When Somali refugees move to his Maine town, a soccer captain matures in this Chris Crutcher–reminiscent drama based on a true event.
High school senior Tom Bouchard is comfortable in the middle. He's uncomfortable with both his racist, working-class uncle and his anti-racist, college-educated aunt. He likes the Somali kids on his soccer team but doesn't mind that his hot girlfriend is a bigot. As more and more immigrants populate Enniston, rising tensions force Tom to pick sides. Richer towns, alarmed at the amazing soccer players among Enniston's Somali immigrants, challenge the eligibility of star player Saeed. The concerns of locals—ranging from outright racism to worries about an infrastructure collapsing under the influx of English language learners—lead to taunts, fights and worse. Highlighting this tension (with an unexpected subtlety, compared to Tom's tendency to explain facts about Somalia he learned on Wikipedia) are the French last names of almost all of Enniston's white residents, grandchildren of Québecois once beaten in school for speaking French. Tom is a complex enough character to carry the heavy weight of racism, classism, sexism, culture shock and Islamophobia that comprise his story, with a believably encouraging coming-of-age. Still, the Somalis are here for Tom's education—as Tom's father says to him, "aren't you lucky? Knowing all these stories"—not for their own sake. Pair this novel with one from an immigrant's viewpoint, such as Marina Budhos' Tell Us We're Home (2010).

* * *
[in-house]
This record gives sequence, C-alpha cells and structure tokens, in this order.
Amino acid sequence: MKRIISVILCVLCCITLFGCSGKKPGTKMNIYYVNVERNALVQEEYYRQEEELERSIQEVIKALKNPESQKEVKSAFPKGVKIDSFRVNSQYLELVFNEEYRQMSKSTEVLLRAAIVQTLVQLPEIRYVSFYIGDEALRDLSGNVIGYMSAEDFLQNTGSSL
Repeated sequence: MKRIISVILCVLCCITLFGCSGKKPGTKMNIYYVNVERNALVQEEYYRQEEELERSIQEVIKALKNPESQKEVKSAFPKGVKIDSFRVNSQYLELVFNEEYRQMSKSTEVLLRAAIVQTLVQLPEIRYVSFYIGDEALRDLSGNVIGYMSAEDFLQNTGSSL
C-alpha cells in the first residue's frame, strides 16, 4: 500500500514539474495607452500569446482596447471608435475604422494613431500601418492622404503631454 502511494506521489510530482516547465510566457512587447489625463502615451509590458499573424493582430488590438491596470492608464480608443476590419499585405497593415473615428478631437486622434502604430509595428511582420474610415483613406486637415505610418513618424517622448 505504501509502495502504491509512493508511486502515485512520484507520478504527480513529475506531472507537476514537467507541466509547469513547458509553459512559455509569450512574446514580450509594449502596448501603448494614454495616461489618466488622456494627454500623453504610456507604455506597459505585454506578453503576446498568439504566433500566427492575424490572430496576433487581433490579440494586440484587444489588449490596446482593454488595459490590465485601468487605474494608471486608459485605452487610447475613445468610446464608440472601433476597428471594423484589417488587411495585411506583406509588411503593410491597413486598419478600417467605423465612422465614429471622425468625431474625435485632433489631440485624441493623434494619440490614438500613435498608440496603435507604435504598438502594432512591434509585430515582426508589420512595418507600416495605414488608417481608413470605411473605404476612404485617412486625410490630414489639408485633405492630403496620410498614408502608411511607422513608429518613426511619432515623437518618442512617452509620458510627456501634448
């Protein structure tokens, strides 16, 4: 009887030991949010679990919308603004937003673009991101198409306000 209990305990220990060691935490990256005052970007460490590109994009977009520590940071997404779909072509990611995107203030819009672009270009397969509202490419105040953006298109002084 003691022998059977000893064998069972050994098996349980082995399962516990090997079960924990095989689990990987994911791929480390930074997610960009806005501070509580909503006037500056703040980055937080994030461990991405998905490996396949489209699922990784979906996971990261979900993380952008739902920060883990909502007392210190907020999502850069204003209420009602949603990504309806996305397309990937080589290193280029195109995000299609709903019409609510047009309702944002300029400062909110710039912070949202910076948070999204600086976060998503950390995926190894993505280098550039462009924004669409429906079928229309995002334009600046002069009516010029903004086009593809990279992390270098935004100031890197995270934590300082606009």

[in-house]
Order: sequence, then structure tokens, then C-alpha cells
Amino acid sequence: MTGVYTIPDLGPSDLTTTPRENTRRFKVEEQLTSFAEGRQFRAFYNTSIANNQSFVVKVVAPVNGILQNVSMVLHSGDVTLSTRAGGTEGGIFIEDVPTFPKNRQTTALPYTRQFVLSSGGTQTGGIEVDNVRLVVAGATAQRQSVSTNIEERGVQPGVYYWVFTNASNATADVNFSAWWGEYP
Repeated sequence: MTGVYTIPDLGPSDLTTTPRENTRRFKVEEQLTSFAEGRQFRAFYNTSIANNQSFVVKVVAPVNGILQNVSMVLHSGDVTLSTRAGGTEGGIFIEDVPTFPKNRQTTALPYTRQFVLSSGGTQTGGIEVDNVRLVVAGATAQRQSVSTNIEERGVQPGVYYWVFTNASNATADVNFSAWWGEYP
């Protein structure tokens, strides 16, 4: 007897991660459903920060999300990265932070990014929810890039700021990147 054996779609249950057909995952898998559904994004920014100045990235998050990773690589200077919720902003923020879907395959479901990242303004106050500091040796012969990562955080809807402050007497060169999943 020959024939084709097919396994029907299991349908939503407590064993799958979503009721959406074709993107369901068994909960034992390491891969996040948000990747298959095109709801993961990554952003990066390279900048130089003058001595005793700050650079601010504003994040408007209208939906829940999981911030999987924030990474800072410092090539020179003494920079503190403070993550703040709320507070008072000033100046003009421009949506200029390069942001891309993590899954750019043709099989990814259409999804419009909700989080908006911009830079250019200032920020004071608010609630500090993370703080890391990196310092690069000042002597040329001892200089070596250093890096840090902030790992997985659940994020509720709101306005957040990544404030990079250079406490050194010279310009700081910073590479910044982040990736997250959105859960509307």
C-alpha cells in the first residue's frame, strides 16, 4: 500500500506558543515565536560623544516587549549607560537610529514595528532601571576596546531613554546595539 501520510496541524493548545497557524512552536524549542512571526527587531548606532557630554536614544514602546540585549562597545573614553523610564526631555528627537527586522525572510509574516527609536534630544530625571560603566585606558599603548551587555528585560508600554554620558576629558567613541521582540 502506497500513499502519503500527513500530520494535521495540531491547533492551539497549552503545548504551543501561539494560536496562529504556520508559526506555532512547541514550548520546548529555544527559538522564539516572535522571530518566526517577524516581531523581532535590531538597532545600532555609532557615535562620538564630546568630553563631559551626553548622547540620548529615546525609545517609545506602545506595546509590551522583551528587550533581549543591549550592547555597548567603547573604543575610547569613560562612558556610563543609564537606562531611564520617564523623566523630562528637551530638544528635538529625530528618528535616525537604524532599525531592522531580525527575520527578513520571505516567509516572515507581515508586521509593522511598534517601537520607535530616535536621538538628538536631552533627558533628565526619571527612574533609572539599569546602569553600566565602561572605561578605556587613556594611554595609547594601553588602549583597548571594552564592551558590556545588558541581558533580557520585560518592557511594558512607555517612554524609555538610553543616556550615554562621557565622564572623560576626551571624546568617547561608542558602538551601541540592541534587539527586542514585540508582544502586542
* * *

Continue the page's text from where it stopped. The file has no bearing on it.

An encouraging, if incomplete, tale of high school sports in the melting pot. (Fiction. 13-16)